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Scaffolding the development of academic writing


academic writingAn effective way to demonstrate the style of writing expected in your discipline is to show students a model or exemplar answer. Ideally this should be an assignment written by a student from a previous iteration of your unit, keeping in mind that this requires the written permission of the student.

This is best done in tutorials to allow students to ask questions and discuss various aspects of the text with each other. However, it can also be done in a lecture, preferably giving students the opportunity to discuss the text in groups or pairs, and can also be done online with the use of a discussion forum, which is especially useful for distance students.

Exemplar assignments can be annotated to highlight features such as:

  • Effective development of argument, including the use of evidence to support claims or ideas
  • The language used to make the text cohesive, including linking words such as ‘however’, ‘therefore’ and ‘consequently’ which are used to link ideas within and between paragraphs
  • Effective paraphrasing, citation or referencing (including the use of reporting verbs such as: “According to Thompson and Smith….”)
  • Use of structure or style which is typical of the discipline, which may include features such as:

– hedging e.g. “This data seems to suggest that….”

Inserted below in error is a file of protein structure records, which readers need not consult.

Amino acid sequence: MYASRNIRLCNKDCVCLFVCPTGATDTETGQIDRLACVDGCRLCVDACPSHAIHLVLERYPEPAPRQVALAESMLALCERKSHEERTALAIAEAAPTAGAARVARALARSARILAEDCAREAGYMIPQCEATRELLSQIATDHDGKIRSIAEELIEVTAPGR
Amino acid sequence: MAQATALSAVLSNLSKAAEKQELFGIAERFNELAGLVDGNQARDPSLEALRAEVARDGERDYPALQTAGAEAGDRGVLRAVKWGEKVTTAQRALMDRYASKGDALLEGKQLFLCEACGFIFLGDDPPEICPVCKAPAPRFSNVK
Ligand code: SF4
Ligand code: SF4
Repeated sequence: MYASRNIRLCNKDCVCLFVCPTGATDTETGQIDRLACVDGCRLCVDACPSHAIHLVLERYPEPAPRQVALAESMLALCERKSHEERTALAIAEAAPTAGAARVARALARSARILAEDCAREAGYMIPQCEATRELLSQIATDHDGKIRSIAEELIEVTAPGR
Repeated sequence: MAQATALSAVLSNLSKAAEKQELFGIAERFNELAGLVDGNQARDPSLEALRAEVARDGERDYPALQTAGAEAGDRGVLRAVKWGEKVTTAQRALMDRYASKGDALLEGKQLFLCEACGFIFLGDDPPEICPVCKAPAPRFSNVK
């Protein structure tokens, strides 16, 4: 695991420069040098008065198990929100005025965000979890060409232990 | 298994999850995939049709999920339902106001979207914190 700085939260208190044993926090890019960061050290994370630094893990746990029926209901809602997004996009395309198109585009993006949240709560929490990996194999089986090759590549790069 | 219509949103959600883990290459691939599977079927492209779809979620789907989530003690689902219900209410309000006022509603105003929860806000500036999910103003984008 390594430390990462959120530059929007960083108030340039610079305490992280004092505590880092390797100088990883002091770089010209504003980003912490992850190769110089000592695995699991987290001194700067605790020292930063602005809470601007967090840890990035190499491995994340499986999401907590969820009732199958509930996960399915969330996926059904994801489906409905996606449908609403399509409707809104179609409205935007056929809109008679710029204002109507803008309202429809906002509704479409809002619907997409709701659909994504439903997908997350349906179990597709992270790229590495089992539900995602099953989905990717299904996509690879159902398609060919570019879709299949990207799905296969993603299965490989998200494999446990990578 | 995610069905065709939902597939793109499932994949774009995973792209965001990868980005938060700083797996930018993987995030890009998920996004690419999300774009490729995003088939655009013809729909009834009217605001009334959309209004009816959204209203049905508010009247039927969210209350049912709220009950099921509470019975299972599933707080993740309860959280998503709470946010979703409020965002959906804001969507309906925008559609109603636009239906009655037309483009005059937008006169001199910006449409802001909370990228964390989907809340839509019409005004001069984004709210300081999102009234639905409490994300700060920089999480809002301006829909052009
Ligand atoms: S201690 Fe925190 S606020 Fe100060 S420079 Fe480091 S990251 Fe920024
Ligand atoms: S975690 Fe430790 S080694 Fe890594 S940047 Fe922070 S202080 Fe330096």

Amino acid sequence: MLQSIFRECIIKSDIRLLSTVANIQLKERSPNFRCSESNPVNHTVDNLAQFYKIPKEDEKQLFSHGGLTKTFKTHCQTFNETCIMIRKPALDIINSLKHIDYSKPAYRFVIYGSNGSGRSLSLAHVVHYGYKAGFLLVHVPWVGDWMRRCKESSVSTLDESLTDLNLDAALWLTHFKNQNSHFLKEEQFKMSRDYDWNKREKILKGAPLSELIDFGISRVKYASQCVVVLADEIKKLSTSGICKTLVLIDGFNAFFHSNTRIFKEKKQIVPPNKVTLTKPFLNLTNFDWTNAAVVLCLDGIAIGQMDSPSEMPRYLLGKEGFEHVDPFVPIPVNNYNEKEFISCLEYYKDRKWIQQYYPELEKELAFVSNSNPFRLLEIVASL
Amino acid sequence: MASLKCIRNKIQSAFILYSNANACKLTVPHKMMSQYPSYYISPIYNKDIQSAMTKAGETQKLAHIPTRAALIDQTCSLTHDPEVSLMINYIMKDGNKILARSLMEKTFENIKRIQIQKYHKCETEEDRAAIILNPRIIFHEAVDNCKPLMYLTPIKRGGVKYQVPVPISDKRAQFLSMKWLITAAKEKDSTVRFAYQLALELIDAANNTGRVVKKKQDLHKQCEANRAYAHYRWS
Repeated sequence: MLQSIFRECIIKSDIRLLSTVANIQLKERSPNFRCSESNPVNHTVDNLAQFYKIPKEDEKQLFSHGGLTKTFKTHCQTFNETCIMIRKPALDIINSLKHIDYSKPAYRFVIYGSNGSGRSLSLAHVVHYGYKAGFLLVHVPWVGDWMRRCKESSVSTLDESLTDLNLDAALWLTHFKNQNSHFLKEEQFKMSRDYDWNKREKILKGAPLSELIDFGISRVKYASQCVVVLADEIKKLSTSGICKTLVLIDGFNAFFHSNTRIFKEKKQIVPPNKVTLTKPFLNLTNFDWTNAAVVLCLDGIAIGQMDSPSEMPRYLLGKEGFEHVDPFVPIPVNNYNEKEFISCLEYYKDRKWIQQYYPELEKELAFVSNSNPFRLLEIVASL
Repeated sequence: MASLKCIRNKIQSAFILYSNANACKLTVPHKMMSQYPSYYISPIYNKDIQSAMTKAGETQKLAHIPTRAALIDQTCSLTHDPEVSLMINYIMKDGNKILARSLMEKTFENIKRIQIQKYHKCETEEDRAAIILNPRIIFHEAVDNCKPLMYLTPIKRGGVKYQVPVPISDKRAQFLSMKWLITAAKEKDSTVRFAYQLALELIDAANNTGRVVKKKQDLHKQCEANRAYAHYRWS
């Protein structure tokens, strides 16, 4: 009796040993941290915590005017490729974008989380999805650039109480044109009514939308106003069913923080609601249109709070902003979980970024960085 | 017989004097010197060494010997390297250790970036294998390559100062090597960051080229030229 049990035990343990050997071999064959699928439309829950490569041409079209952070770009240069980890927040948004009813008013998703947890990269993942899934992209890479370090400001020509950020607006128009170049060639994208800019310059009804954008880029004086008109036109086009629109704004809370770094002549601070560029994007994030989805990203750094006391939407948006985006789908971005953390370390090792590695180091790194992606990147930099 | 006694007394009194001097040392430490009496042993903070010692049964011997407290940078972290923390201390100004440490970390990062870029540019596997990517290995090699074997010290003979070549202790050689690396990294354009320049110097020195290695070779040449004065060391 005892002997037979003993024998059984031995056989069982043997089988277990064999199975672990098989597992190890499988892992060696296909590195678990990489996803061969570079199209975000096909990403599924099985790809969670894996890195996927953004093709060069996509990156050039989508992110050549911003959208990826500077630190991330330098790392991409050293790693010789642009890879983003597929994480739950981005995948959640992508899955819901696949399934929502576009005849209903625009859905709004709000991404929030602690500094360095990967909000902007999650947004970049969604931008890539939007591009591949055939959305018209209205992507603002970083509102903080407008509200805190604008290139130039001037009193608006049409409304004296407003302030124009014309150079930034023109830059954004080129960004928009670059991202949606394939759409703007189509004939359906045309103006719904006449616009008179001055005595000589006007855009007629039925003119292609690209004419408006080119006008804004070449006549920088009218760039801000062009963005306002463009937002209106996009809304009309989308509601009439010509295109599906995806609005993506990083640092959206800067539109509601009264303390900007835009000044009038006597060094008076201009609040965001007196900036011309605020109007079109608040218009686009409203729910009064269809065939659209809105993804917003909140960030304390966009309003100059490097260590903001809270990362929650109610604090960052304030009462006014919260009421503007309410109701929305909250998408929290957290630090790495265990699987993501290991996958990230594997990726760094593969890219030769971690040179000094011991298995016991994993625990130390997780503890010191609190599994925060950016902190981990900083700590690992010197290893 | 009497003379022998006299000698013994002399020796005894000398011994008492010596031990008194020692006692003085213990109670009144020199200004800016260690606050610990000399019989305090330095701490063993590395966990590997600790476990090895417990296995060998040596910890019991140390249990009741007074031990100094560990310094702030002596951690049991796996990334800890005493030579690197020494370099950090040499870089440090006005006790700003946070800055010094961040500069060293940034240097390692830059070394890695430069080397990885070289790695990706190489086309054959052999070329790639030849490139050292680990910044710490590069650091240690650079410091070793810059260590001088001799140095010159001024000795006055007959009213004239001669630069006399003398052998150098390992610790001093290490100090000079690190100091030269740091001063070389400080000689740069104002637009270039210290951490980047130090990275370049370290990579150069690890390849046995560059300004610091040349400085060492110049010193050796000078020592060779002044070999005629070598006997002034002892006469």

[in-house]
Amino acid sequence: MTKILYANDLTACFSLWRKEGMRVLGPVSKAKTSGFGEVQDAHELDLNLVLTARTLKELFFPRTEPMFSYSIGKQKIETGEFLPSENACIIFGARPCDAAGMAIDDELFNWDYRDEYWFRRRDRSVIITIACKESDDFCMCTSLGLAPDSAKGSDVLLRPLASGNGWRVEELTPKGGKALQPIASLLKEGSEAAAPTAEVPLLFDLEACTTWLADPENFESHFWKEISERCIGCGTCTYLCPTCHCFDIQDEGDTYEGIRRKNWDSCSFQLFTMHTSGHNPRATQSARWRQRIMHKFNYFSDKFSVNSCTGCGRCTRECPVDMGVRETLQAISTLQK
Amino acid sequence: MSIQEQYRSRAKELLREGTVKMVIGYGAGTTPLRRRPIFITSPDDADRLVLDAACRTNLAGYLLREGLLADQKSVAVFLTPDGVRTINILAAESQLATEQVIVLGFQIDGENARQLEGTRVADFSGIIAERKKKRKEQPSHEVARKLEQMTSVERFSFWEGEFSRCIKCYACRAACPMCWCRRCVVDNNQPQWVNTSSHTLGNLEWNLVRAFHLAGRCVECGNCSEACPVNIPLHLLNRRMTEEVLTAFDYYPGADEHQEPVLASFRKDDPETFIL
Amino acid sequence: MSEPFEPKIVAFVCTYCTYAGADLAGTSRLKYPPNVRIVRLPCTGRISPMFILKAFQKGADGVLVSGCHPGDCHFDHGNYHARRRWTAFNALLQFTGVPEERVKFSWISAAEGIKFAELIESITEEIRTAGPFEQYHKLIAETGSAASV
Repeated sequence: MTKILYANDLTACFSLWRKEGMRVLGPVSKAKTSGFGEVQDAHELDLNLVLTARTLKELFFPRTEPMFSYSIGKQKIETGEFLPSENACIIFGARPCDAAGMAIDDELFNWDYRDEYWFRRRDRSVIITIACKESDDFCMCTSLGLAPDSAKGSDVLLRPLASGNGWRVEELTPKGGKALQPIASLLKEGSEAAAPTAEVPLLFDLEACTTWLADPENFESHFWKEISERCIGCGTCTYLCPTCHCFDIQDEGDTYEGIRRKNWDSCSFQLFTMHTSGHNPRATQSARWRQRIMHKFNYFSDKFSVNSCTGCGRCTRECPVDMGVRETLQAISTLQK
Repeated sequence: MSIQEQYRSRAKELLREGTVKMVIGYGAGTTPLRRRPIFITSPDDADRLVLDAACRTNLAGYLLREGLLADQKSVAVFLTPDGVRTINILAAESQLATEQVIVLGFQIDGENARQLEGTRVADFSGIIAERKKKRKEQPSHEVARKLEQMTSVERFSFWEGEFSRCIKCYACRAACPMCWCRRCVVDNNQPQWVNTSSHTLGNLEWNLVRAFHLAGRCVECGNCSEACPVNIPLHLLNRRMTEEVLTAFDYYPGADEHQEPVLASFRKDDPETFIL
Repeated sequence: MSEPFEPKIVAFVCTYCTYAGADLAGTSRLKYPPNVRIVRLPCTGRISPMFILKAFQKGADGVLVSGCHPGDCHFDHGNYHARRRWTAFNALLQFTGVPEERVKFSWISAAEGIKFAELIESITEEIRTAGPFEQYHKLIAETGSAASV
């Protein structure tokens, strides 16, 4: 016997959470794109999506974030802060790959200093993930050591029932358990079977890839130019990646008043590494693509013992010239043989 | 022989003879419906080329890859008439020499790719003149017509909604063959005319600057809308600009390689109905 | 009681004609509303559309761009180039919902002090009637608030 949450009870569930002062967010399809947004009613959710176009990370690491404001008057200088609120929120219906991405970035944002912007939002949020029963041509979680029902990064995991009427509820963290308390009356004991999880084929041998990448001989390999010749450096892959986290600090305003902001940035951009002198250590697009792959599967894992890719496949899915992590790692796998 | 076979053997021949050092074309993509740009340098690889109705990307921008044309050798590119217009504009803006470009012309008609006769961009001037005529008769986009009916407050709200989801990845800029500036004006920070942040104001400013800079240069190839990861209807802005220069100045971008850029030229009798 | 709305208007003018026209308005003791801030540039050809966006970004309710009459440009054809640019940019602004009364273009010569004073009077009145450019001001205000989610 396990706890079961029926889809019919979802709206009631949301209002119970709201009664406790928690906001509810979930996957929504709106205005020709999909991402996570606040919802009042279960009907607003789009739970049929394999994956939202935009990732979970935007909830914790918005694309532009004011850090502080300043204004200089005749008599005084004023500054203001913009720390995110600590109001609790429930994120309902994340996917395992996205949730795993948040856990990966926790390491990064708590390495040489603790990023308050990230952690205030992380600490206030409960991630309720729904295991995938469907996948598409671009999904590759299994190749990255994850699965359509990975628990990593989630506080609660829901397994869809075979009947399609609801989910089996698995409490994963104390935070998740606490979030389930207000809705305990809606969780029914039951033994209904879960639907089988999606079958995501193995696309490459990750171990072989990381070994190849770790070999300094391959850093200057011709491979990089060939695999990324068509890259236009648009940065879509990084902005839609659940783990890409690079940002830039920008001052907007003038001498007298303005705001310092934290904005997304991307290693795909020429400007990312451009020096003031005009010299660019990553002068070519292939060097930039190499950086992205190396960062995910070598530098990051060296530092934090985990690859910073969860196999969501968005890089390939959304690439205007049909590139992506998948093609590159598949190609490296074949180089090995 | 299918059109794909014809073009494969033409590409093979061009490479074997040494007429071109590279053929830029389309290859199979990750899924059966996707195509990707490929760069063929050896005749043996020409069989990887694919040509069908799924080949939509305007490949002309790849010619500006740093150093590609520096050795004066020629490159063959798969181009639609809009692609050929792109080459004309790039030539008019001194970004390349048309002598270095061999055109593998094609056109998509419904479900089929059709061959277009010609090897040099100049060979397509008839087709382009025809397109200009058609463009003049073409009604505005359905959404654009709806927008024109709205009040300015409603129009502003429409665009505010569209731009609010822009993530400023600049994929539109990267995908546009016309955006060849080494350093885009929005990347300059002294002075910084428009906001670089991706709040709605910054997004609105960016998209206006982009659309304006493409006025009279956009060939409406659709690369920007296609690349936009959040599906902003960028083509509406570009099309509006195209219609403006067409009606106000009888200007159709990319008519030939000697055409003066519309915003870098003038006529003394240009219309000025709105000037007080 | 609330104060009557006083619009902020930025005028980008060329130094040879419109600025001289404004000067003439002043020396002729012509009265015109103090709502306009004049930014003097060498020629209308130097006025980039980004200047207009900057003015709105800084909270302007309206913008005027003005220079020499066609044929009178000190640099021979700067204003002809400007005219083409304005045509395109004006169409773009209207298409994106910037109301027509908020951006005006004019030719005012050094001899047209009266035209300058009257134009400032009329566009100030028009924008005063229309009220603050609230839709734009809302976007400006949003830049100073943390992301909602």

– passive voice e.g. “Participants were then divided into two groups.”

– use of figures e.g. graphs or tables

Some teaching staff are reluctant to use model texts because they feel it makes it too easy for the students. The reality is that, even with a model, each student will still face the significant challenge of conducting their own research and constructing their own response to the question. Making more explicit the expectations of the markers and taking some of the mystery out of the assignment process ensures that all students start on a more equal footing, regardless of how much or how little previous exposure they have had to academic texts and academic writing within your discipline.

Learning Skills has initiated a project to collect and annotate a range of real student assignments from various genres across a variety of disciplines. All of the exemplars will be displayed on the StudyWISE academic literacy iLearn resource, and will be annotated to highlight some of the key characteristics which make them effective examples of academic writing.

If you would like to have some assignments from your discipline annotated and displayed on StudyWISE to assist with the scaffolding of your students’ academic writing, please contact your Faculty Learning Adviser.

Written by : Joshua Dymock, Learning Adviser  Learning Skills Team

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